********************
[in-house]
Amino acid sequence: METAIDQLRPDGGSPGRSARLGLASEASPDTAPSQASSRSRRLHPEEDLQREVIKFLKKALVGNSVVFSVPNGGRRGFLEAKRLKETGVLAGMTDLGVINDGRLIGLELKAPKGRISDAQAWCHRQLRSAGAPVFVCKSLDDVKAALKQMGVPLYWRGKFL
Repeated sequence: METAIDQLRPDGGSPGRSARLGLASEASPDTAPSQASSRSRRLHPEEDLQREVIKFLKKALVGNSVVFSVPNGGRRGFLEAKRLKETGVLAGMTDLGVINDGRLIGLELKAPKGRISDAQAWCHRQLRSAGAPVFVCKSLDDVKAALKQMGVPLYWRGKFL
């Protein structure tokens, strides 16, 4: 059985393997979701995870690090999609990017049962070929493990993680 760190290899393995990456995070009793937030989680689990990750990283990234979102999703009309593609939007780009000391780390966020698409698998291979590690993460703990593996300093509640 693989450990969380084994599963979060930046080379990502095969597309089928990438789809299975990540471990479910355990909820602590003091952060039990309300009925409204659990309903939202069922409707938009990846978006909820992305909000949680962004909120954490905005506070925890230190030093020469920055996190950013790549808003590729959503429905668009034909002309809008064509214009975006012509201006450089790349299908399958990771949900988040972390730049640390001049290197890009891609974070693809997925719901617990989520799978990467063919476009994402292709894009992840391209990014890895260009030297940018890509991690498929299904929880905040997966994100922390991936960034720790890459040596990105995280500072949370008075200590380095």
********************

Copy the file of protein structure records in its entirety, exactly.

[in-house]
Amino acid sequence: METAIDQLRPDGGSPGRSARLGLASEASPDTAPSQASSRSRRLHPEEDLQREVIKFLKKALVGNSVVFSVPNGGRRGFLEAKRLKETGVLAGMTDLGVINDGRLIGLELKAPKGRISDAQAWCHRQLRSAGAPVFVCKSLDDVKAALKQMGVPLYWRGKFL
Repeated sequence: METAIDQLRPDGGSPGRSARLGLASEASPDTAPSQASSRSRRLHPEEDLQREVIKFLKKALVGNSVVFSVPNGGRRGFLEAKRLKETGVLAGMTDLGVINDGRLIGLELKAPKGRISDAQAWCHRQLRSAGAPVFVCKSLDDVKAALKQMGVPLYWRGKFL
């Protein structure tokens, strides 16, 4: 059985393997979701995870690090999609990017049962070929493990993680 760190290899393995990456995070009793937030989680689990990750990283990234979102999703009309593609939007780009000391780390966020698409698998291979590690993460703990593996300093509640 693989450990969380084994599963979060930046080379990502095969597309089928990438789809299975990540471990479910355990909820602590003091952060039990309300009925409204659990309903939202069922409707938009990846978006909820992305909000949680962004909120954490905005506070925890230190030093020469920055996190950013790549808003590729959503429905668009034909002309809008064509214009975006012509201006450089790349299908399958990771949900988040972390730049640390001049290197890009891609974070693809997925719901617990989520799978990467063919476009994402292709894009992840391209990014890895260009030297940018890509991690498929299904929880905040997966994100922390991936960034720790890459040596990105995280500072949370008075200590380095």